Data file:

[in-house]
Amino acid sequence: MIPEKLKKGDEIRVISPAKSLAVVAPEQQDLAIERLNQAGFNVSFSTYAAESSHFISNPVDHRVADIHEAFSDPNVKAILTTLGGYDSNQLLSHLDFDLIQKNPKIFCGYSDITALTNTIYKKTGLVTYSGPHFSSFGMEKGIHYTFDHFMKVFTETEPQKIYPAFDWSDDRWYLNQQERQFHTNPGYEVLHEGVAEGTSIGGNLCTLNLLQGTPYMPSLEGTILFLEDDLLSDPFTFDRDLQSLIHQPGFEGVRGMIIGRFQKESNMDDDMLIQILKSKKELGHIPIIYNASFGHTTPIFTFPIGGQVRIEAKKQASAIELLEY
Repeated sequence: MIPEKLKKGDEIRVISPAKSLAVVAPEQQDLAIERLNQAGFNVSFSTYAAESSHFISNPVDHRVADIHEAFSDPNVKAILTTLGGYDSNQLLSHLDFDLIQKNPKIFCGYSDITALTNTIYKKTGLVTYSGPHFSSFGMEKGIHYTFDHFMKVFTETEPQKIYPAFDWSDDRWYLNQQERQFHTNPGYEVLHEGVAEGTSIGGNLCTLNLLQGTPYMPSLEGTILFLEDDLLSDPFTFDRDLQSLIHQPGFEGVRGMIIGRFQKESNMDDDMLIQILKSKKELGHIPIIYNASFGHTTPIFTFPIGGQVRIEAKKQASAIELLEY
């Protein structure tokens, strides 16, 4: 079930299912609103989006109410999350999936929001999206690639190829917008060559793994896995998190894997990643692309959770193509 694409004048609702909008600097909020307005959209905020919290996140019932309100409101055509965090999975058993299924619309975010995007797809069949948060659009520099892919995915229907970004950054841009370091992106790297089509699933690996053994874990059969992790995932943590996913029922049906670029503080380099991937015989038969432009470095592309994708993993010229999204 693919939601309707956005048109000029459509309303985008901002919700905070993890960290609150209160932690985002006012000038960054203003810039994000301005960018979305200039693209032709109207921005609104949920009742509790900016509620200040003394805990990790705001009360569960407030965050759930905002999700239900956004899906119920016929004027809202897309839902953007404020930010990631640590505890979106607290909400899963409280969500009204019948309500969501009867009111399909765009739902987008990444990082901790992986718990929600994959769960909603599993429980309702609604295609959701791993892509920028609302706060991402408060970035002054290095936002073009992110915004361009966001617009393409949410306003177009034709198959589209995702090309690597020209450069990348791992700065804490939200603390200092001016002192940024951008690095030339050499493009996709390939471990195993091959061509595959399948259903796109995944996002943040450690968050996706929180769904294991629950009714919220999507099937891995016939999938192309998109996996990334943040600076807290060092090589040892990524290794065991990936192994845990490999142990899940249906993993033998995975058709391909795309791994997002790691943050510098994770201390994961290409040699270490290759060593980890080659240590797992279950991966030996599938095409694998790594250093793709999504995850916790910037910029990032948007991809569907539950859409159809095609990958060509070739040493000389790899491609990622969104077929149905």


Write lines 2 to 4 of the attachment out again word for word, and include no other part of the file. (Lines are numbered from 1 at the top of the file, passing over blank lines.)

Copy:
Amino acid sequence: MIPEKLKKGDEIRVISPAKSLAVVAPEQQDLAIERLNQAGFNVSFSTYAAESSHFISNPVDHRVADIHEAFSDPNVKAILTTLGGYDSNQLLSHLDFDLIQKNPKIFCGYSDITALTNTIYKKTGLVTYSGPHFSSFGMEKGIHYTFDHFMKVFTETEPQKIYPAFDWSDDRWYLNQQERQFHTNPGYEVLHEGVAEGTSIGGNLCTLNLLQGTPYMPSLEGTILFLEDDLLSDPFTFDRDLQSLIHQPGFEGVRGMIIGRFQKESNMDDDMLIQILKSKKELGHIPIIYNASFGHTTPIFTFPIGGQVRIEAKKQASAIELLEY
Repeated sequence: MIPEKLKKGDEIRVISPAKSLAVVAPEQQDLAIERLNQAGFNVSFSTYAAESSHFISNPVDHRVADIHEAFSDPNVKAILTTLGGYDSNQLLSHLDFDLIQKNPKIFCGYSDITALTNTIYKKTGLVTYSGPHFSSFGMEKGIHYTFDHFMKVFTETEPQKIYPAFDWSDDRWYLNQQERQFHTNPGYEVLHEGVAEGTSIGGNLCTLNLLQGTPYMPSLEGTILFLEDDLLSDPFTFDRDLQSLIHQPGFEGVRGMIIGRFQKESNMDDDMLIQILKSKKELGHIPIIYNASFGHTTPIFTFPIGGQVRIEAKKQASAIELLEY
């Protein structure tokens, strides 16, 4: 079930299912609103989006109410999350999936929001999206690639190829917008060559793994896995998190894997990643692309959770193509 694409004048609702909008600097909020307005959209905020919290996140019932309100409101055509965090999975058993299924619309975010995007797809069949948060659009520099892919995915229907970004950054841009370091992106790297089509699933690996053994874990059969992790995932943590996913029922049906670029503080380099991937015989038969432009470095592309994708993993010229999204 693919939601309707956005048109000029459509309303985008901002919700905070993890960290609150209160932690985002006012000038960054203003810039994000301005960018979305200039693209032709109207921005609104949920009742509790900016509620200040003394805990990790705001009360569960407030965050759930905002999700239900956004899906119920016929004027809202897309839902953007404020930010990631640590505890979106607290909400899963409280969500009204019948309500969501009867009111399909765009739902987008990444990082901790992986718990929600994959769960909603599993429980309702609604295609959701791993892509920028609302706060991402408060970035002054290095936002073009992110915004361009966001617009393409949410306003177009034709198959589209995702090309690597020209450069990348791992700065804490939200603390200092001016002192940024951008690095030339050499493009996709390939471990195993091959061509595959399948259903796109995944996002943040450690968050996706929180769904294991629950009714919220999507099937891995016939999938192309998109996996990334943040600076807290060092090589040892990524290794065991990936192994845990490999142990899940249906993993033998995975058709391909795309791994997002790691943050510098994770201390994961290409040699270490290759060593980890080659240590797992279950991966030996599938095409694998790594250093793709999504995850916790910037910029990032948007991809569907539950859409159809095609990958060509070739040493000389790899491609990622969104077929149905």